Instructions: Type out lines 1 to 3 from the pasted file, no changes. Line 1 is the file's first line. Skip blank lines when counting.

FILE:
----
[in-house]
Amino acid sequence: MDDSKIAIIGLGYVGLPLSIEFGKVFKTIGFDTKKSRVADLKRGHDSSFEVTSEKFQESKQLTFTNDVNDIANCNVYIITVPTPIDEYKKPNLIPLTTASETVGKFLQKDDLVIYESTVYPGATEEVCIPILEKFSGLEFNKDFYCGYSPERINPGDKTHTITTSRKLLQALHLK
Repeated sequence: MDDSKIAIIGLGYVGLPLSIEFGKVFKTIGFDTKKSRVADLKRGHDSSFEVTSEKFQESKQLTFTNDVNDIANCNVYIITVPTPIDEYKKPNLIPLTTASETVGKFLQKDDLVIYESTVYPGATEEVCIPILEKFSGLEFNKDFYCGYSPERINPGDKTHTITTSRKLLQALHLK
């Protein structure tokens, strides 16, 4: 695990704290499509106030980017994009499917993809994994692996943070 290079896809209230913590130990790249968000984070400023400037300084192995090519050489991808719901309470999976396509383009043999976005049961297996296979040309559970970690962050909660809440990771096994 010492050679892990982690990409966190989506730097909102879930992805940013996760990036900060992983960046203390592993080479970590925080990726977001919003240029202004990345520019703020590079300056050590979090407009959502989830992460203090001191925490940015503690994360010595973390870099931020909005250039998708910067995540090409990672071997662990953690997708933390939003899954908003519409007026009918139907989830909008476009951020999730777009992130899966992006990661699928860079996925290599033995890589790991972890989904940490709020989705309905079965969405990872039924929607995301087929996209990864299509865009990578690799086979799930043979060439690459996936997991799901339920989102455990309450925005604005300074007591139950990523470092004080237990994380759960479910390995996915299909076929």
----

[in-house]
Amino acid sequence: MDDSKIAIIGLGYVGLPLSIEFGKVFKTIGFDTKKSRVADLKRGHDSSFEVTSEKFQESKQLTFTNDVNDIANCNVYIITVPTPIDEYKKPNLIPLTTASETVGKFLQKDDLVIYESTVYPGATEEVCIPILEKFSGLEFNKDFYCGYSPERINPGDKTHTITTSRKLLQALHLK
Repeated sequence: MDDSKIAIIGLGYVGLPLSIEFGKVFKTIGFDTKKSRVADLKRGHDSSFEVTSEKFQESKQLTFTNDVNDIANCNVYIITVPTPIDEYKKPNLIPLTTASETVGKFLQKDDLVIYESTVYPGATEEVCIPILEKFSGLEFNKDFYCGYSPERINPGDKTHTITTSRKLLQALHLK